Genetic and Agronomic Improvement in Cotton Quality -- Review and Projection -- The Irrigated West

Hubert B. Cooper, Jr.


Cotton is produced from the Carolinas to California. There are roughly six quality types grown across the U.S. Cotton Belt. These types and areas of growth are shown in Figure 1. Feaster (4) suggests that the geographical distribution of these fiber types has not come about arbitrarily for marketing purposes, but because cotton breeders were trying to develop the best combination of lint yield and fiber quality for their specific area. The objectives of the U.S. Cotton breeding programs are influenced by demands of the textile industry, the producer, and government support programs. The latter often places greater emphasis on yield than spinning properties of cotton fiber. Fiber spinning technologies are advancing rapidly, and Deussen (3) has discussed the demands that these new technologies will place on cotton fiber. Deussen predicts that cotton fibers of the future will have to be more mature, finer and stronger than the cotton fibers produced today.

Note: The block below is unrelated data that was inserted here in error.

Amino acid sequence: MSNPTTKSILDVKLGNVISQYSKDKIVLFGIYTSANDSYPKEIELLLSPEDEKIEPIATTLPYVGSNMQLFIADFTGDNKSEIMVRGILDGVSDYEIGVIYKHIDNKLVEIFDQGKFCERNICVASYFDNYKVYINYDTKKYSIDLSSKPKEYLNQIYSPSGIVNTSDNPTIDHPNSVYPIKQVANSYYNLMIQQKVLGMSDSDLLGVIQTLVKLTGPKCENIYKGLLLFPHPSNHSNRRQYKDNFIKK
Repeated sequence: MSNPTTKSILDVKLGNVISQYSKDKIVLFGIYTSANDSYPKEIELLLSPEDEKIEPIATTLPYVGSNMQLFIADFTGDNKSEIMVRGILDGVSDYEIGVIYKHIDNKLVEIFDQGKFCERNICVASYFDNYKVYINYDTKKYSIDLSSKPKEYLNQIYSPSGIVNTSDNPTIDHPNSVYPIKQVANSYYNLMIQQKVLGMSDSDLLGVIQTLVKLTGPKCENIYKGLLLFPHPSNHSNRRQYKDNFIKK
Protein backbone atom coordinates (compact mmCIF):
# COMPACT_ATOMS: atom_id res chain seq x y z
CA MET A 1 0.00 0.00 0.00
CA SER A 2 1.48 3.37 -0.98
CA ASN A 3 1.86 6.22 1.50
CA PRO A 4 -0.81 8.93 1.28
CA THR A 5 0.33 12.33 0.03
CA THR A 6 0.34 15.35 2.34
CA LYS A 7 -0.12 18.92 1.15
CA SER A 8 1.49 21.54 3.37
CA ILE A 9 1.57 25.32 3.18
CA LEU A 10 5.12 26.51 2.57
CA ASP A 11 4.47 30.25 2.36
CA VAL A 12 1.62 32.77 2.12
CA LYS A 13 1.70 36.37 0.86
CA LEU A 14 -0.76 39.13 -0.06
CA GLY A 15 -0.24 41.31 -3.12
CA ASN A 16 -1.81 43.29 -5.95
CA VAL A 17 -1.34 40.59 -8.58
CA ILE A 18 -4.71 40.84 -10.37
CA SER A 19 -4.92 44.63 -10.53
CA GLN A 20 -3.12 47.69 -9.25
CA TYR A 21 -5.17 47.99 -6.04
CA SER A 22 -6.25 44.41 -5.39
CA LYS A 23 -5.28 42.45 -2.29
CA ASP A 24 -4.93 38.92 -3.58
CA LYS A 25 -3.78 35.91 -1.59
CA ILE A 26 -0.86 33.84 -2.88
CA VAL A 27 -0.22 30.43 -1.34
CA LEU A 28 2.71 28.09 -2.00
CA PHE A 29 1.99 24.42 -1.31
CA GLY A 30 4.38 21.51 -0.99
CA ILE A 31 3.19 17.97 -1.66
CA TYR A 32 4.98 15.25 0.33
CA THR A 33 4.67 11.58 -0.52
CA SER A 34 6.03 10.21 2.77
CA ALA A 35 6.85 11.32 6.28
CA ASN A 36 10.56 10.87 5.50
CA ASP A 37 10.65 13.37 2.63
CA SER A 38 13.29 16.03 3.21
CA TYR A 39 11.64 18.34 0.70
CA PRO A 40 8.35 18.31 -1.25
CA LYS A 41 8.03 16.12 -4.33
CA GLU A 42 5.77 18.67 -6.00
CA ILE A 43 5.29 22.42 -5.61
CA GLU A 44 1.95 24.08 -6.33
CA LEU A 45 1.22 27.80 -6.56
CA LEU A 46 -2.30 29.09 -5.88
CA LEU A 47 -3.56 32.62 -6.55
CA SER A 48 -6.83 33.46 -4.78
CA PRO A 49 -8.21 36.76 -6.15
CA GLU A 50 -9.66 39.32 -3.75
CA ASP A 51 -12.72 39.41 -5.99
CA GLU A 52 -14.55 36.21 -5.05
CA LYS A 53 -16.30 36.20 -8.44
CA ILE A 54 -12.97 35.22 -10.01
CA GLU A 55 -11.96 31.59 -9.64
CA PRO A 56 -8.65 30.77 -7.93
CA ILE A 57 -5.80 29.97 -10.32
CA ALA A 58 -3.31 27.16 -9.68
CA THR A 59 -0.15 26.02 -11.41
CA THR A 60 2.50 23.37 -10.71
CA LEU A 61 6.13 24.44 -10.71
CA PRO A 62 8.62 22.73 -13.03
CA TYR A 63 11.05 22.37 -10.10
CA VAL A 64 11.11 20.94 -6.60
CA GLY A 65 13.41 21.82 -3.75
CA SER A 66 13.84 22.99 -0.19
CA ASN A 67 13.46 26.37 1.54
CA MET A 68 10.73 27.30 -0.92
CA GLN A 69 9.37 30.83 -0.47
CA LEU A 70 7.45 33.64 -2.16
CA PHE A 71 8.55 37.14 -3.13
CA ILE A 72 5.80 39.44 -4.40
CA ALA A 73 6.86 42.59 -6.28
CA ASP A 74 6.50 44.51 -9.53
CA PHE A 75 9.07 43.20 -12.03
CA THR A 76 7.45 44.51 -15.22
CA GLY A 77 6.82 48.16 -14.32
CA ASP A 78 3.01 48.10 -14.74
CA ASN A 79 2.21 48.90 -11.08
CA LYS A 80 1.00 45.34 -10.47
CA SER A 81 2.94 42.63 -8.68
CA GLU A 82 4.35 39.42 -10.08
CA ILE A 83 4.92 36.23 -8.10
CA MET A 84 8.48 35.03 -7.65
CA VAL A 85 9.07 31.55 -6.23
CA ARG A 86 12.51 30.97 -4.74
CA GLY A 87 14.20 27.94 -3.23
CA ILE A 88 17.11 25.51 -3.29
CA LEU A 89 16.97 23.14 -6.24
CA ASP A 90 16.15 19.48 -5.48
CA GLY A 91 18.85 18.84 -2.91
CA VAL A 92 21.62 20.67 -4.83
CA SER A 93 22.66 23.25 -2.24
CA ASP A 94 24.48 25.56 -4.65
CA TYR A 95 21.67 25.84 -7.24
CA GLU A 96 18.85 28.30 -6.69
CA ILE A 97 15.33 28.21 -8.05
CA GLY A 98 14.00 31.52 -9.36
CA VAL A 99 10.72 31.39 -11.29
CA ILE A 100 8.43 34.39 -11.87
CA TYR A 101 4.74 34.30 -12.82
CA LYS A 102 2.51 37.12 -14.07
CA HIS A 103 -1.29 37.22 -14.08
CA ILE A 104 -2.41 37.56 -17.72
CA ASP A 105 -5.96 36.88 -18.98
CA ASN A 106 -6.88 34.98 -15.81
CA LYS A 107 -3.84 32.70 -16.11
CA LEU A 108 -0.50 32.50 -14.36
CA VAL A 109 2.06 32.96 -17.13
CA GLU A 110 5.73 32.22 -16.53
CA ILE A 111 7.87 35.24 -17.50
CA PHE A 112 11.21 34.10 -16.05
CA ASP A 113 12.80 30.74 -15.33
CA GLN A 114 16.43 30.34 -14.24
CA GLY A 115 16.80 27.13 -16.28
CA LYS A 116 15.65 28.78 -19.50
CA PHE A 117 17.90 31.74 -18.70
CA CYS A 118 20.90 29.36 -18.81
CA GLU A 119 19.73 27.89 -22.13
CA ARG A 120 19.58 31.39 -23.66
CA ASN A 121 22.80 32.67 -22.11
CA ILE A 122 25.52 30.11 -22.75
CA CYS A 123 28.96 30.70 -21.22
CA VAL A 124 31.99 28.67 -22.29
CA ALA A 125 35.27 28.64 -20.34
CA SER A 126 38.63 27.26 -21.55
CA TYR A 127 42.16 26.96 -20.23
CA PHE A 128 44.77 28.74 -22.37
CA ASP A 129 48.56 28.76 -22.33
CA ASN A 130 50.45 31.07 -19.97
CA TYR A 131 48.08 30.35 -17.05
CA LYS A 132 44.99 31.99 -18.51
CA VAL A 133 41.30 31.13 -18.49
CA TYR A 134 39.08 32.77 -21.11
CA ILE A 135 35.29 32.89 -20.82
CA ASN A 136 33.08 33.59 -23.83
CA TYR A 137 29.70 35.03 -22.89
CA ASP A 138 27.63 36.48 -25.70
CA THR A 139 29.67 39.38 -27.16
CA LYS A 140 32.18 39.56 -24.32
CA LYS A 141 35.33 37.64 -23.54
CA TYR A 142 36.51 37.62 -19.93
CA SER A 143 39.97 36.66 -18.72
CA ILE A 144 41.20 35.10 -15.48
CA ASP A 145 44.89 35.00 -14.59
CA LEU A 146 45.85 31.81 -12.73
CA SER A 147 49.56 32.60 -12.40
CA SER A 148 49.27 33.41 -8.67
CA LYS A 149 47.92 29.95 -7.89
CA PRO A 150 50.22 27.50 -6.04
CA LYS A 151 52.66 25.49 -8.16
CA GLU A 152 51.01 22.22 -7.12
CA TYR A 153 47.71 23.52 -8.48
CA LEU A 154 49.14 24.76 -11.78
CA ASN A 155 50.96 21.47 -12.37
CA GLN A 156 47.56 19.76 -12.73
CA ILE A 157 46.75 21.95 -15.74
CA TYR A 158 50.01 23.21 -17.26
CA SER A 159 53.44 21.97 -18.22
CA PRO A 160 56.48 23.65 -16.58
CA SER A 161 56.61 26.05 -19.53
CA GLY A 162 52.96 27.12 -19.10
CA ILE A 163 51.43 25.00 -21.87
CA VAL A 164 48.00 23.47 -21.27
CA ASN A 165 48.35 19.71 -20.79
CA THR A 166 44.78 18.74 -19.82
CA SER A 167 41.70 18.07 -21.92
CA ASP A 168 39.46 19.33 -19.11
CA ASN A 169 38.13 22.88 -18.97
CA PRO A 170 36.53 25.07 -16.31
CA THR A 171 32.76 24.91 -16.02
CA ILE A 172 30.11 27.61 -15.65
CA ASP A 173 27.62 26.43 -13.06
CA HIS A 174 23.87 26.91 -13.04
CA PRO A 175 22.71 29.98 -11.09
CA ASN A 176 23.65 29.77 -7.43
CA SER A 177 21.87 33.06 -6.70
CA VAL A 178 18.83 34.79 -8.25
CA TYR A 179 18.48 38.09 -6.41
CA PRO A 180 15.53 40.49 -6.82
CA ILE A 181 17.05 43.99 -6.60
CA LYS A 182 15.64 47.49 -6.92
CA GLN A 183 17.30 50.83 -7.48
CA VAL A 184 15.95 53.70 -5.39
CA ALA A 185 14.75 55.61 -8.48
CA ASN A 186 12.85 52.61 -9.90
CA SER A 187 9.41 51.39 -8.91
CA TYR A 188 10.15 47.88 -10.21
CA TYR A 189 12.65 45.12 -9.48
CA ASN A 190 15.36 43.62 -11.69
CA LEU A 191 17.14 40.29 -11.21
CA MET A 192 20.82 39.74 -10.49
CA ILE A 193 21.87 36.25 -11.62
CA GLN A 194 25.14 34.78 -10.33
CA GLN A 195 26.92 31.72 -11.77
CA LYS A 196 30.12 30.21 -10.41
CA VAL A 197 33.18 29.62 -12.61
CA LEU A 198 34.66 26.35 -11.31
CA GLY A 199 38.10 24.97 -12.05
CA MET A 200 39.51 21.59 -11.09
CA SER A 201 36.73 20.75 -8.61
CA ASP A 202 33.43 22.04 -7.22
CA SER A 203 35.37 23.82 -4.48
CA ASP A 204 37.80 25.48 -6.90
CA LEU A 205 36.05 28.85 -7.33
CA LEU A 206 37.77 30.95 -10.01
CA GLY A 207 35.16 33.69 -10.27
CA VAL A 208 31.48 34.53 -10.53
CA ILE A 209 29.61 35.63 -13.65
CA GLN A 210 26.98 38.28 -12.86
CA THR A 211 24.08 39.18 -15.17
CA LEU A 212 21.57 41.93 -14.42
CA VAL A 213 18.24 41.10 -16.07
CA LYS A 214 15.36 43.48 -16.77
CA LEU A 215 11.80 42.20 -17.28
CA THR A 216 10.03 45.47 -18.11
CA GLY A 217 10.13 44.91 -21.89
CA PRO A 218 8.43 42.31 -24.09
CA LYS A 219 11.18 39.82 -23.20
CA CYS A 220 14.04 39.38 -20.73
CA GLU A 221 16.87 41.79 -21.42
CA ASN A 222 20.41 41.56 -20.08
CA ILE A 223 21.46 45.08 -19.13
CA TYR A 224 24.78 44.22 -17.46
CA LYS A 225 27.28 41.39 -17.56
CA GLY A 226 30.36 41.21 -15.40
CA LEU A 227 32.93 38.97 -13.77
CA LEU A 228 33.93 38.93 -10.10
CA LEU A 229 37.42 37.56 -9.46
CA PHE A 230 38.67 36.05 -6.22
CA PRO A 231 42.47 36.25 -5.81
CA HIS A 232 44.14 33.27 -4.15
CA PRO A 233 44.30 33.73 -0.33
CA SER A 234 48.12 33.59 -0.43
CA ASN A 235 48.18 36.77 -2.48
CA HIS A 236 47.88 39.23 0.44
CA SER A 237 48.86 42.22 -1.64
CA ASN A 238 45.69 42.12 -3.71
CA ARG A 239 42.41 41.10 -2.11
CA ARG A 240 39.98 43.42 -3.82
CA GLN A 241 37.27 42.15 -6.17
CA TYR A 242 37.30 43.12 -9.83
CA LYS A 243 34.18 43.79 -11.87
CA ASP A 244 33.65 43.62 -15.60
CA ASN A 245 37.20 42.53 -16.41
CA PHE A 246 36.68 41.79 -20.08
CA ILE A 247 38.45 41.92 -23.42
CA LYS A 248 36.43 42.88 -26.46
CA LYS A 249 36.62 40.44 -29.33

This paper summarizes the genetic and agronomic improvement of cotton in the Western irrigated areas. These are: New Mexico, District 6 (El Paso) area of Texas, Arizona and Southern California, and the San Joaquin Valley of California. These areas are shown as dashed enclosures on Figure 1.

Reprinted from Proceedings of the 1987 Beltwide Cotton Production Conference pp. 106 - 109
©National Cotton Council, Memphis TN

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Document last modified Sunday, Dec 6 1998